Visitors are free to explore all areas of wetlands and grasslands of the Refuge on foot. Manually powered boats may be used for sightseeing on all open waters within the Refuge.
What We Do
Wildlife conservation is at the heart of the National Wildlife Refuge System. It drives everything on U.S. Fish and Wildlife Service lands and waters managed within the Refuge System, including the purposes for which a is established, the recreational activities offered and the resource management tools used. Using conservation best practices, the Refuge System manages Service lands and waters to help ensure the survival of native wildlife species.
Refuges deploy a host of scientifically sound management tools such as active water management and wilderness character monitoring to address biological challenges, all aimed at ensuring a balanced conservation approach to benefit both wildlife and people. Click here to learn more about conservation and management techniques.
The mission of the National Wildlife Refuge System is to administer a national network of lands and waters for the conservation, management and, restoration of the fish, wildlife and plant resources and their habitats within the United States for the benefit of present and future generations of Americans.
The Refuge System protects some of the country’s most iconic ecosystems and the fish and wildlife that rely on them: prairies of the heartland, teeming with native pollinators and bison; hardwood forests of the Southeast, a source of regional and cultural pride; desert Southwest landscapes, home to vibrant and rare plant communities that draw new life during the summer monsoon season. The Refuge System also conserves waterways that give life to all of them — critical ecosystems along rivers, streams, wetlands, coasts and marine areas.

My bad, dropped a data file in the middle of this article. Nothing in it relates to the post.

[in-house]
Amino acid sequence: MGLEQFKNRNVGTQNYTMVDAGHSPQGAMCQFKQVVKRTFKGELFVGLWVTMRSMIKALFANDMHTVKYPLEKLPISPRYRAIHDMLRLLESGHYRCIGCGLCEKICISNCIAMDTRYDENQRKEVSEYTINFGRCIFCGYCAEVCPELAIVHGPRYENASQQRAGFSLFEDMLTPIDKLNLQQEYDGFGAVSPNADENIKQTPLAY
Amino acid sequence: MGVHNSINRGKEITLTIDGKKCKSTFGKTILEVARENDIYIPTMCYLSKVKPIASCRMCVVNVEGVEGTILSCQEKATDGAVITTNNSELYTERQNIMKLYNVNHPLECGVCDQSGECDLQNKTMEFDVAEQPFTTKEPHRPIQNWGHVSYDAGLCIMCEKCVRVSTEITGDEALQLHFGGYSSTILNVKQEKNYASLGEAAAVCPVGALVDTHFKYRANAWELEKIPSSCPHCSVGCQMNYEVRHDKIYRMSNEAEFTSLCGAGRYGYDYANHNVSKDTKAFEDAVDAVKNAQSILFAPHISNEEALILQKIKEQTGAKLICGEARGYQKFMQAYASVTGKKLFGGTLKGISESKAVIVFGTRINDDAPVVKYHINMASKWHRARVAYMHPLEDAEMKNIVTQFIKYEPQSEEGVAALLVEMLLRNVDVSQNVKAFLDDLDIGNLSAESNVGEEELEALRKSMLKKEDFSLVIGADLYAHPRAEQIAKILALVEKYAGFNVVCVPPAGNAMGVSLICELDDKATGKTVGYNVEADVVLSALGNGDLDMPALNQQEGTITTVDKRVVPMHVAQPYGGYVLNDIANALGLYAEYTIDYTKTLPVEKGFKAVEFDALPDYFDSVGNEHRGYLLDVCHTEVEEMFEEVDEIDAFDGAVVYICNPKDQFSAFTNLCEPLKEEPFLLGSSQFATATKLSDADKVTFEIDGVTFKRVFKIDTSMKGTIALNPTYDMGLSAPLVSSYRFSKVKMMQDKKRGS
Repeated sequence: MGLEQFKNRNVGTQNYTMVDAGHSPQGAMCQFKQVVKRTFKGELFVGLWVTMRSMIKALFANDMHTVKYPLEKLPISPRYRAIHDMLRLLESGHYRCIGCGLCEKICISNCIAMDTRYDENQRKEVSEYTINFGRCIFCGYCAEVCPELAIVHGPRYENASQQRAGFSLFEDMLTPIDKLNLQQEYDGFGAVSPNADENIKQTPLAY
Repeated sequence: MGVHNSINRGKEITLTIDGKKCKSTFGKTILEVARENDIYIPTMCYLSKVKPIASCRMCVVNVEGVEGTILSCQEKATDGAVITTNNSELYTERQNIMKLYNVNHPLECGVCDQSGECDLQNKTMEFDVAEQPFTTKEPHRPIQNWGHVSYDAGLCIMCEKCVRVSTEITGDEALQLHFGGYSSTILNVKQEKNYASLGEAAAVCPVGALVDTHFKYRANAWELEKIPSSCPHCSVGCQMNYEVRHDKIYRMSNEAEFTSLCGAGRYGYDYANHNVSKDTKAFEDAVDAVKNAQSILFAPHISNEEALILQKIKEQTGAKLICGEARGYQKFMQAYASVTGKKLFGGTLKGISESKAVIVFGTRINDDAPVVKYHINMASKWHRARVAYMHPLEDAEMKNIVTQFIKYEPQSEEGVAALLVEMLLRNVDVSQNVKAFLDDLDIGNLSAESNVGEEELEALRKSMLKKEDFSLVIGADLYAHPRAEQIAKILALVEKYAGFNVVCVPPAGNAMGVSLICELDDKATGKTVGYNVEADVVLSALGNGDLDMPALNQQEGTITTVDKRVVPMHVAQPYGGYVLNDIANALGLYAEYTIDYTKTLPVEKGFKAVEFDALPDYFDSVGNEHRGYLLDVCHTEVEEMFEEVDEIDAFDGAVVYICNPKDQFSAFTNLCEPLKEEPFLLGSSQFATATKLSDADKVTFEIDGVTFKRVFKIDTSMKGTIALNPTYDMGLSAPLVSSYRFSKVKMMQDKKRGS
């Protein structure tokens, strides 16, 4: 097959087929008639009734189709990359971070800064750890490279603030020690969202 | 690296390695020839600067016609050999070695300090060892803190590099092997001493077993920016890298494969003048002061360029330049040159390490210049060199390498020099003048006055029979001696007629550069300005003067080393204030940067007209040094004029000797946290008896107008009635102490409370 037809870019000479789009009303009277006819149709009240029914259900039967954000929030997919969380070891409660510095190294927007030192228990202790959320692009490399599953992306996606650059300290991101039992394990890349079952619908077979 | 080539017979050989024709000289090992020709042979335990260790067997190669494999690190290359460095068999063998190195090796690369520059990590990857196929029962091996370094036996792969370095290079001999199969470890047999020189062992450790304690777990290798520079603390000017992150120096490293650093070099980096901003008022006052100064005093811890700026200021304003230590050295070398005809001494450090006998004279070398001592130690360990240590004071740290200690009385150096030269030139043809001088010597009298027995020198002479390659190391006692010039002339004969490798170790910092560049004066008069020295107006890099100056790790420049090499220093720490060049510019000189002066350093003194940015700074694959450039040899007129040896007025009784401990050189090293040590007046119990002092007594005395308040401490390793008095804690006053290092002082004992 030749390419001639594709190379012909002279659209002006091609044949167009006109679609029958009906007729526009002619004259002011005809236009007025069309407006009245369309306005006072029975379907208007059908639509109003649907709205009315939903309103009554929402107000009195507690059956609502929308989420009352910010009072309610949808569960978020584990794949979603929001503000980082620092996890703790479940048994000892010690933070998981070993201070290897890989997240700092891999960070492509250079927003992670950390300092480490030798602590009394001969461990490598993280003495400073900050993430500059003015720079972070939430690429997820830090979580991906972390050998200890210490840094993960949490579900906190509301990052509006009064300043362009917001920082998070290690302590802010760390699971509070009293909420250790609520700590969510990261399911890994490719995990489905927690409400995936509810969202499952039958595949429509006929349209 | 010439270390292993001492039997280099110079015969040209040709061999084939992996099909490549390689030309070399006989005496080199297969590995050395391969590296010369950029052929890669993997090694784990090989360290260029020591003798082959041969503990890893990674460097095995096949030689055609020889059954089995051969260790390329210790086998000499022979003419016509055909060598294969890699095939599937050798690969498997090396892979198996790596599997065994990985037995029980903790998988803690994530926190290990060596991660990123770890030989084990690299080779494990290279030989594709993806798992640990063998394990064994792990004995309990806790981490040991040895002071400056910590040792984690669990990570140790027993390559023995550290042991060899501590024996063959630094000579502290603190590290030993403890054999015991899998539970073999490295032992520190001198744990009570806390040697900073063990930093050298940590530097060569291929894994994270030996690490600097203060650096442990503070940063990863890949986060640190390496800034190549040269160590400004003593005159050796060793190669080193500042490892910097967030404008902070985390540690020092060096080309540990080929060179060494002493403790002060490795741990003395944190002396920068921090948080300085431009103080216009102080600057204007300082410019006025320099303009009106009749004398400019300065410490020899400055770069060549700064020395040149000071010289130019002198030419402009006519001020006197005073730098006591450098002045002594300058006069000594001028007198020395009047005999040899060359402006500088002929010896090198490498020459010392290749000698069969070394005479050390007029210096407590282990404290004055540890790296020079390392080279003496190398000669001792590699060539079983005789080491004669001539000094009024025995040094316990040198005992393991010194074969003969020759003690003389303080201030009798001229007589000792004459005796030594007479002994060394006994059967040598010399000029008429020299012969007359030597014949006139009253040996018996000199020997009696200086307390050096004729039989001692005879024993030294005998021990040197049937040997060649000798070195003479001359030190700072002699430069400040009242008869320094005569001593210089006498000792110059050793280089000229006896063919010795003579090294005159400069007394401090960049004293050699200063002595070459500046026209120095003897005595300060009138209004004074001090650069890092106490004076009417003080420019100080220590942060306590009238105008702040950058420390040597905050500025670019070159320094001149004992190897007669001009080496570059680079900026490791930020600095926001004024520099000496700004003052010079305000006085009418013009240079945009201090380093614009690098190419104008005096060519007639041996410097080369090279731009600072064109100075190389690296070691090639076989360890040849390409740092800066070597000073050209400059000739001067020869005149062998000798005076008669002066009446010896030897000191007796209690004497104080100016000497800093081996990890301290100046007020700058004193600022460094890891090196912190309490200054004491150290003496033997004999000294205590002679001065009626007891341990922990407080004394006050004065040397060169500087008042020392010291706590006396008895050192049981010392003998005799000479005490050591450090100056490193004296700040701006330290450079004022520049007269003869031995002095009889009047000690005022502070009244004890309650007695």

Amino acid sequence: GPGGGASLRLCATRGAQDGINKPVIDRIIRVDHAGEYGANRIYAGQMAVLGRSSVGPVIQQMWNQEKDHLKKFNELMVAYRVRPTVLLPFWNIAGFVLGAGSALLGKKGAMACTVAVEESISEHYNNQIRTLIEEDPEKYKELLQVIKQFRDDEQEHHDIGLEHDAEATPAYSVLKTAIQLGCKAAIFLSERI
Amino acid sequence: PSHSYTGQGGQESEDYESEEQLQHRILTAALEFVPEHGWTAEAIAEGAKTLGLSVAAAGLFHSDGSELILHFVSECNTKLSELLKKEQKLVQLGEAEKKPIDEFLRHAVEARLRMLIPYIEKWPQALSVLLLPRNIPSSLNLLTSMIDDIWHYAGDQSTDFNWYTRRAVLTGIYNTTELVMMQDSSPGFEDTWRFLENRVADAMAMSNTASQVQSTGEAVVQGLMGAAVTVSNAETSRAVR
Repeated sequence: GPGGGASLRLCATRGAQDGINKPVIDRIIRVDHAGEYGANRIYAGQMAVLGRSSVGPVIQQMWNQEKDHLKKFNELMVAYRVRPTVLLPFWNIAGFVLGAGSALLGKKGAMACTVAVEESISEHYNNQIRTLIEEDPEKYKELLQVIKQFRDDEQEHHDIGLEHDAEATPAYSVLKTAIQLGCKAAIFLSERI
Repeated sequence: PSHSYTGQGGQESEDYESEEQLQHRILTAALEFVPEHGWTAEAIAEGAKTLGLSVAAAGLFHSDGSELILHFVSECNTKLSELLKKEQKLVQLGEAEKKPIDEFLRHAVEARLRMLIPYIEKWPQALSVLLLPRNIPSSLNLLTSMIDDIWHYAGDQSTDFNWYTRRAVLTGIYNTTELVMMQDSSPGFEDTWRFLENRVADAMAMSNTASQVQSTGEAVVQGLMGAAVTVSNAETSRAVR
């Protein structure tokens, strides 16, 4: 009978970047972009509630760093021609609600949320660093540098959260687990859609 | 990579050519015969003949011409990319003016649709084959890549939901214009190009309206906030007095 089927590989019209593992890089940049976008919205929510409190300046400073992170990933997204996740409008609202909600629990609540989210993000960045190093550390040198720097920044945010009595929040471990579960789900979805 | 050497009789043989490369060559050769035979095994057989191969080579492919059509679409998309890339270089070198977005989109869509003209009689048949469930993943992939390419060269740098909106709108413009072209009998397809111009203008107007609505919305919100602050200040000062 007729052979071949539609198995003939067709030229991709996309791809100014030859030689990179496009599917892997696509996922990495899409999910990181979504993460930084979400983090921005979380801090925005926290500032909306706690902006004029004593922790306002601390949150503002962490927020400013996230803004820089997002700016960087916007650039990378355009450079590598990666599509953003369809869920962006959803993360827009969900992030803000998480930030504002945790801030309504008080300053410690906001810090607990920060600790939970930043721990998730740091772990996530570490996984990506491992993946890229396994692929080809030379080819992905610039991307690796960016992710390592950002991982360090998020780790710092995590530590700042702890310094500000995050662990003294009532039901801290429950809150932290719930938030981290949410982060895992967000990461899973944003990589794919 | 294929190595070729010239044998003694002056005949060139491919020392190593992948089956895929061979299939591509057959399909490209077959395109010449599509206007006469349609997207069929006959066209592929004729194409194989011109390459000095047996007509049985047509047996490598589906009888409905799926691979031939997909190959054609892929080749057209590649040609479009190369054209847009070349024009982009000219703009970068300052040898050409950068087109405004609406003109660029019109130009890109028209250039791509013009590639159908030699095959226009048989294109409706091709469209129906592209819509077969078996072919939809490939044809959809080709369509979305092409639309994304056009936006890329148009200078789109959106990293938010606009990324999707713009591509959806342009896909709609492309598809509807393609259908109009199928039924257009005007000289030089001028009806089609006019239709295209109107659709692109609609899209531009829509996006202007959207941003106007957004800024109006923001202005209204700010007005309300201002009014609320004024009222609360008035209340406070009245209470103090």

The National Wildlife Refuge System lands and waters serve a purpose distinct from that of other U.S. public lands: Wildlife conservation drives everything on national wildlife refuges, from the purposes for which each refuge was established, to the recreational activities offered, to the resource management tools used.
Each refuge is established to target the conservation of native species dependent on its lands and waters. All activities on those acres are reviewed to ensure that they are compatible with the purpose of the refuge.
Over 281 species of birds have been identified at Lacreek National Wildlife Refuge since 1959, including American White Pelicans, Trumpeter Swans, Golden Eagles and Burrowing Owls. An impressive number of mammals also call the Refuge home, including American beavers.
Projects and Research
Professors from colleges and universities bring their research classes to the Refuge to engage students in studying insects, water, birds, animals, and plants. Students also come to Lacreek National Wildlife Refuge to finish their thesis and gain hands-on experience relevant to their college degree, while grade school age children come to observe wildlife including white-tailed deer, ring-necked pheasant and waterfowl. Refuge staff and volunteers monitor numerous native prairie and aquatic birds, vegetation, and prairie dog populations.